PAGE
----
Suman is a 6-year old baby elephant in the city of Jaipur, Rajasthan.
People from an NGO called Wildlife SOS have brought her to our attention. They say that she has been separated from her family and is being ill-treated in the name of training. Wildlife SOS have started an online campaign where they are trying to bring her plight to our notice. They are also asking people to sign their names to a campaign to ask the officials to please help her and to get her released from where she is being held. No action has been taken by the officials of the Rajasthan Forest Department as yet.
Currently, her father Bijli is rented out for ceremonies, and her mother, Chanda is used for rides at Amer Fort, Jaipur. Her 8 year-old sister, Peanut, got lucky as she was rescued by the NGO from Moonlight Circus in 2015 and is at the Wildlife SOS Elephant Rescue Centre, Uttar Pradesh.
Is Suman the only elephant who is being mistreated? Sadly, not at all. Wild elephants are facing a variety of problems such as habitat loss due to human behaviour and development. However captive elephants in India face many problems at the hands of humans as well. It is estimated that there are 3,000 captive elephants in India.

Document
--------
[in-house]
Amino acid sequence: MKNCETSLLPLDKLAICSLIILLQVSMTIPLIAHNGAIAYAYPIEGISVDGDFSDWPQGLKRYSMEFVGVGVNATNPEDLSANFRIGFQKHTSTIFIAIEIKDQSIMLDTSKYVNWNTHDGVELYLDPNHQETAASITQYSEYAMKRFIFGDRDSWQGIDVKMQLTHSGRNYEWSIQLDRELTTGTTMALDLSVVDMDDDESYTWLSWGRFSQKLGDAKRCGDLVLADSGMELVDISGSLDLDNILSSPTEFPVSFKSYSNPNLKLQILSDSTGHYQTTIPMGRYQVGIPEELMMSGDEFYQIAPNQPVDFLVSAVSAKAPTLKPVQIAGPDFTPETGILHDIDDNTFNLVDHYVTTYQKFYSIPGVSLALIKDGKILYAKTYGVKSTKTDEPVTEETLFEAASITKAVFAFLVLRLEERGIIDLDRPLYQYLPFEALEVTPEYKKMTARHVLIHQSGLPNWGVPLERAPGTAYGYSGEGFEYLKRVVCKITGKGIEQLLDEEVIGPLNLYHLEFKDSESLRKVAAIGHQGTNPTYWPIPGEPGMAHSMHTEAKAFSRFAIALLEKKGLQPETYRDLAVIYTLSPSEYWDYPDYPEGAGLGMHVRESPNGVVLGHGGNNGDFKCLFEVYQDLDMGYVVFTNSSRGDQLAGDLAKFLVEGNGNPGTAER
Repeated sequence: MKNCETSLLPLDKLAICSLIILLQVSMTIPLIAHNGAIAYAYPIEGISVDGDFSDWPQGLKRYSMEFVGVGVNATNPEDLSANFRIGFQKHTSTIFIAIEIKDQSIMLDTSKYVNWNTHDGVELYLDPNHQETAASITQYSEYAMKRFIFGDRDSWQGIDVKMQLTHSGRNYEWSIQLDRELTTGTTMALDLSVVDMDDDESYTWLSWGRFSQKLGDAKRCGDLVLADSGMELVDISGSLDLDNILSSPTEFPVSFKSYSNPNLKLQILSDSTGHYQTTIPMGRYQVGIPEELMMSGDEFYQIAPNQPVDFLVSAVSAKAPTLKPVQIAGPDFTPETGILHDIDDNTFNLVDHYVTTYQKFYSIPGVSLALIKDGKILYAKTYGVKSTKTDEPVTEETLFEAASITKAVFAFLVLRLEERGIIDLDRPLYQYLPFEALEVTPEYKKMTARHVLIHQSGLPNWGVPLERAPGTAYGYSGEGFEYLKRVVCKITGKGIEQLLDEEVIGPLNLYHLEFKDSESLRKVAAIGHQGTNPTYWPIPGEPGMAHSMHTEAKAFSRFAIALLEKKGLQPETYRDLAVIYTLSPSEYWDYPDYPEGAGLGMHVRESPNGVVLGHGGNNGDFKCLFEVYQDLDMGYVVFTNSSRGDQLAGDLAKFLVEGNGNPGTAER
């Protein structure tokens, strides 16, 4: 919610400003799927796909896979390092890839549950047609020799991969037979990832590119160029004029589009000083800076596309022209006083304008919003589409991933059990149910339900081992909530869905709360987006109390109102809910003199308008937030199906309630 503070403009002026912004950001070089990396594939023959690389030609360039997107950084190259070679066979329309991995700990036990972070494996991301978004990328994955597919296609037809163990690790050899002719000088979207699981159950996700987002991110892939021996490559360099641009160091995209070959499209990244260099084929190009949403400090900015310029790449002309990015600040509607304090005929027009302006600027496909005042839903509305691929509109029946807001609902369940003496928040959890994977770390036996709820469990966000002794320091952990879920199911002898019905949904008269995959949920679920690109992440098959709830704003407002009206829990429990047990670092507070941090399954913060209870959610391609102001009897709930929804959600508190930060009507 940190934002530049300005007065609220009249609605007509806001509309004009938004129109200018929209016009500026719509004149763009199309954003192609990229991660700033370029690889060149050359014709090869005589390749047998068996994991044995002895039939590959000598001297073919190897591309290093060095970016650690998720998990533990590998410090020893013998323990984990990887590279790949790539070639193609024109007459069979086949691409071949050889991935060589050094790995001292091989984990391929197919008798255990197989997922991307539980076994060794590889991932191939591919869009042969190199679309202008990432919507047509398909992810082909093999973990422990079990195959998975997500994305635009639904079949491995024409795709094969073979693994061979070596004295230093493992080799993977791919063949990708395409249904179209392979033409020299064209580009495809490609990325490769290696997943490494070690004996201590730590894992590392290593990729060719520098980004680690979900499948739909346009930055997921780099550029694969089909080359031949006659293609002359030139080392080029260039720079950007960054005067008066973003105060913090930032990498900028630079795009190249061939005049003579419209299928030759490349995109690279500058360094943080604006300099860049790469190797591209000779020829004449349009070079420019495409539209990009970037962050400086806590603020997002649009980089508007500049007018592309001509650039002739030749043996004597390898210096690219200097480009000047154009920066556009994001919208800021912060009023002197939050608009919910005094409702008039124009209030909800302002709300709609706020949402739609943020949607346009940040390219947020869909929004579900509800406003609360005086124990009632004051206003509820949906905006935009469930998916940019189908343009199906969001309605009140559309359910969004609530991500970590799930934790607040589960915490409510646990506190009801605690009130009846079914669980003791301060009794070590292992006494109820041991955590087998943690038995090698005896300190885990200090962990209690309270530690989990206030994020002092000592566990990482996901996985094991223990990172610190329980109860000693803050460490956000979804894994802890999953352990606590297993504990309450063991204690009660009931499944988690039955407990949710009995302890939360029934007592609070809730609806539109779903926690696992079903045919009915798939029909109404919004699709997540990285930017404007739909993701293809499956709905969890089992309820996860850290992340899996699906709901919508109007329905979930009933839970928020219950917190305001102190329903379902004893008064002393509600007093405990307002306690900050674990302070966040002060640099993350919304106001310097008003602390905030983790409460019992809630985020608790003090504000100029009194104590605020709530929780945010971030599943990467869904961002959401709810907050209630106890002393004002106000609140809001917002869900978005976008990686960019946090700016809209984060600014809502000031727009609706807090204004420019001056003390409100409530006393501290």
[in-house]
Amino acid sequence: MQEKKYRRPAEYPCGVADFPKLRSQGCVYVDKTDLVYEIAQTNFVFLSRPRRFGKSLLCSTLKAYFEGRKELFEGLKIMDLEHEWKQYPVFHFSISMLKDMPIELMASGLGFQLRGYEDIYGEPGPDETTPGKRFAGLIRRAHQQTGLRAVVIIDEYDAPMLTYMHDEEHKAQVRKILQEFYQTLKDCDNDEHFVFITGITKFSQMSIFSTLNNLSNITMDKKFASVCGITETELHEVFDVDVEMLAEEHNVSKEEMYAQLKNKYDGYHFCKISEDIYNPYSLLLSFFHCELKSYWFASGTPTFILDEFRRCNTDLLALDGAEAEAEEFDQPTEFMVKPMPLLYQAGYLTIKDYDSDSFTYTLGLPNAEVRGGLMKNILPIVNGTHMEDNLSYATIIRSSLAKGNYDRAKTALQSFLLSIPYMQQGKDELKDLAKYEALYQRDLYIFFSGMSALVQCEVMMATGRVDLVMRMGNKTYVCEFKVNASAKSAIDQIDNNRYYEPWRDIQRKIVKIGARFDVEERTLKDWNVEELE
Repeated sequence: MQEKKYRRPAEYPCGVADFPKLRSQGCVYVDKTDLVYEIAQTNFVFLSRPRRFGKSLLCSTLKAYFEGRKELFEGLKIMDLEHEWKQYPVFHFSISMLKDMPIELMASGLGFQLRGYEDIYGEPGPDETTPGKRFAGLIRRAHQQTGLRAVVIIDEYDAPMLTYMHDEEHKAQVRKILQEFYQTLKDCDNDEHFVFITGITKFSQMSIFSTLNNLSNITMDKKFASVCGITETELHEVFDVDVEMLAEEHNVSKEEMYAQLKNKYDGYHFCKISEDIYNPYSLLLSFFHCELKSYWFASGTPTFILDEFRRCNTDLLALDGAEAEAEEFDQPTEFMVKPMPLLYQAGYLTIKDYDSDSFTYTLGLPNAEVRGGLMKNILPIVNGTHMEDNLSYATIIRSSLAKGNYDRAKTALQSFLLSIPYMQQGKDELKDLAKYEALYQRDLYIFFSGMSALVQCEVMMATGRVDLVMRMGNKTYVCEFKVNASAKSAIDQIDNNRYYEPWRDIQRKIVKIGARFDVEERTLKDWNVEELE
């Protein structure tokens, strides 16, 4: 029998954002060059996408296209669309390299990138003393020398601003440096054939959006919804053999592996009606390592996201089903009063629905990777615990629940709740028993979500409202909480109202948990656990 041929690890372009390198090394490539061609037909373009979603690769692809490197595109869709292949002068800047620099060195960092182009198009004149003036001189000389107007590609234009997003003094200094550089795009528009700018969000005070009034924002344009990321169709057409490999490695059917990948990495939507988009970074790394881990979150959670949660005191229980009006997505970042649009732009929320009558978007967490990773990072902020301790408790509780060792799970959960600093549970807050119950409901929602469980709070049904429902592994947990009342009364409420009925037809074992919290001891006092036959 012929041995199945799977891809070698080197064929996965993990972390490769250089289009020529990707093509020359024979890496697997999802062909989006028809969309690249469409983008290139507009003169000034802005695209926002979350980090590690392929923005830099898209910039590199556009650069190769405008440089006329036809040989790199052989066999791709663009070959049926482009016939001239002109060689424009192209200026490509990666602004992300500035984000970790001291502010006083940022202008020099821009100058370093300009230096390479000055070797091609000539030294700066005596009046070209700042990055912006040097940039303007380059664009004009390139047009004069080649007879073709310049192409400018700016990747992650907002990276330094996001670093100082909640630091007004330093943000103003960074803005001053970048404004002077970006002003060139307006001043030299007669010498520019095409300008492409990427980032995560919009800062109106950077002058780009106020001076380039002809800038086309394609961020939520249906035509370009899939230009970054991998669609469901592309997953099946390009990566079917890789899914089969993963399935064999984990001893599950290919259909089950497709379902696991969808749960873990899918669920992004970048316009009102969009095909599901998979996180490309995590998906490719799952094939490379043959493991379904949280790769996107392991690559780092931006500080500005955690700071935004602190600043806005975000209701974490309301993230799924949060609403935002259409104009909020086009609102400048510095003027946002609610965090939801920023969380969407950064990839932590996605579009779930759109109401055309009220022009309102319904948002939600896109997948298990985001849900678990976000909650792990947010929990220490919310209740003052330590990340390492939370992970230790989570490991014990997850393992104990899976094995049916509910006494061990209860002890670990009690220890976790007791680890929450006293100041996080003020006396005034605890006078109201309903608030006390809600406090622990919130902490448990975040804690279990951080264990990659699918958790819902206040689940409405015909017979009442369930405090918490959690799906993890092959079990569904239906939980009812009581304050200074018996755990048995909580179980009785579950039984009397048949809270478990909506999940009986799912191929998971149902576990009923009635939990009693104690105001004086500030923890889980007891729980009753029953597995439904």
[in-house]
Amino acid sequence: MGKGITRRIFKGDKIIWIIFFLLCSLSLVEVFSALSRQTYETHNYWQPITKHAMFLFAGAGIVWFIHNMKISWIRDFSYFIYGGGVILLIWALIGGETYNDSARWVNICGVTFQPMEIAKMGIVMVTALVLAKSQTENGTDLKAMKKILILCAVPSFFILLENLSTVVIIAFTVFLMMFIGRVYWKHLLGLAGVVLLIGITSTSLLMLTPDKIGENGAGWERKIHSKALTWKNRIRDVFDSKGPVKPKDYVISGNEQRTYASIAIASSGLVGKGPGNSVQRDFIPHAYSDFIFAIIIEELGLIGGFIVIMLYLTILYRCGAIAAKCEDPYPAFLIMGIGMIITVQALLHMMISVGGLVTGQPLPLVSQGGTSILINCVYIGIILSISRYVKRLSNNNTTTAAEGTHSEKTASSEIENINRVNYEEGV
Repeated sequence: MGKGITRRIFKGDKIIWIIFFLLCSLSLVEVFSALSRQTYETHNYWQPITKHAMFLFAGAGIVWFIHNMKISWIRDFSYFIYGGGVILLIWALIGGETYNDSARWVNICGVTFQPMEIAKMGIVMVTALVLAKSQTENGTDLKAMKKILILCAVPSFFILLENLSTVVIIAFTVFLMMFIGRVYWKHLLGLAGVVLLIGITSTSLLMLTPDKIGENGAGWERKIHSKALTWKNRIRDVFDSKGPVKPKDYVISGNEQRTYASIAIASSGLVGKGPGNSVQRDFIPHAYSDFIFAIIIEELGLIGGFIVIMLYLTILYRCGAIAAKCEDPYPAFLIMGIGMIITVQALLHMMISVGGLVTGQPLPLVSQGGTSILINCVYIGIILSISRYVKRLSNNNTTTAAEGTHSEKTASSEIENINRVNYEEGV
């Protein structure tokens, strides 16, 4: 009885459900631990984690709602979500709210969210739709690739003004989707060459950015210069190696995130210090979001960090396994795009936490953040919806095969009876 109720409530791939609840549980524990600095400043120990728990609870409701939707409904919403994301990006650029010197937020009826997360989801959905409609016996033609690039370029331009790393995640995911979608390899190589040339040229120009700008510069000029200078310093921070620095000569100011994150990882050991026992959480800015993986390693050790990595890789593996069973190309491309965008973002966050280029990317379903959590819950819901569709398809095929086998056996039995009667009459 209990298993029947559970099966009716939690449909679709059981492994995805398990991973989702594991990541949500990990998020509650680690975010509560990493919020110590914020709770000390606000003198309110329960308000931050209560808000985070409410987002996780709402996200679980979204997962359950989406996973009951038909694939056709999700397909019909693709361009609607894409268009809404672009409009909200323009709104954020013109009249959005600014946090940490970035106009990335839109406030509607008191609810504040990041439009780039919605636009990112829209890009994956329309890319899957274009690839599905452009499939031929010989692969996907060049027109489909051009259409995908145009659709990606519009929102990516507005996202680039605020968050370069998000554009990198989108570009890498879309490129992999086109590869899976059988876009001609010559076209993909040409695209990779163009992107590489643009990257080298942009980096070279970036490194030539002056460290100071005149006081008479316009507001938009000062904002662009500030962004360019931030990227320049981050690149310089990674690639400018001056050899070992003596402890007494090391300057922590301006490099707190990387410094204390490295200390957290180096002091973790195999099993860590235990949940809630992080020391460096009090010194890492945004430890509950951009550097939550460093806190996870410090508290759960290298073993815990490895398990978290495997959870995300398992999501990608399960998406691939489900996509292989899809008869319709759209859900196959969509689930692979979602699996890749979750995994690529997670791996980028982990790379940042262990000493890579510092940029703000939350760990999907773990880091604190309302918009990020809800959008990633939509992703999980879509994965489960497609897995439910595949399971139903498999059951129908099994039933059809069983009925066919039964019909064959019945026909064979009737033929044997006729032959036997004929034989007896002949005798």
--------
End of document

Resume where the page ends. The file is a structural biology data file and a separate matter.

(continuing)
What are elephants used for in India?
- The Forest Department uses them to patrol protected areas.
- They are kept on display in various zoos across the country.
- Temples keep them on their grounds as they are a sign of good luck and help the temple to raise money.
- They are used in religious processions, weddings, and festivals.
- Street elephants are used by their owners primarily for begging.
- They are used to give rides to tourists.
- Circus Elephants are used to perform tricks at a circus.
Many elephants are made to work very long hours in miserable conditions. They are often trained in a cruel manner. Their health and wellbeing is ignored to a large extent.
Aren’t there laws to protect the elephant? The elephant was declared India’s National Heritage Animal in 2010 and is protected under the Indian Wildlife Protection Act of 1972. This Act states that it is illegal to hunt, capture or trade wild elephants. The punishment for that is a Rs 25,000 fine and rigorous imprisonment up to seven years.
How can we help? There are many small things we can do that will go a long way in discouraging ill-treatment of this magnificent creature:
- Avoid elephant rides when you are on holiday.
- When you see an elephant being used for ceremonial functions, avoid giving money to its handler.
- Do not encourage animal circuses.
- Spread awareness about the plight of elephants.
We do hope Wildlife SOS can help Suman and others like her. Fingers crossed! In the meantime, ask your parents if they will sign this petition to ask the authorities to release Suman:
Written by: Preetika Soni. Preetika is a full – time toddler mommy. In the time that is left, she enjoys writing, photography and crochet. She has worked with NDTV, Mumbai and has taught at SCMSophia.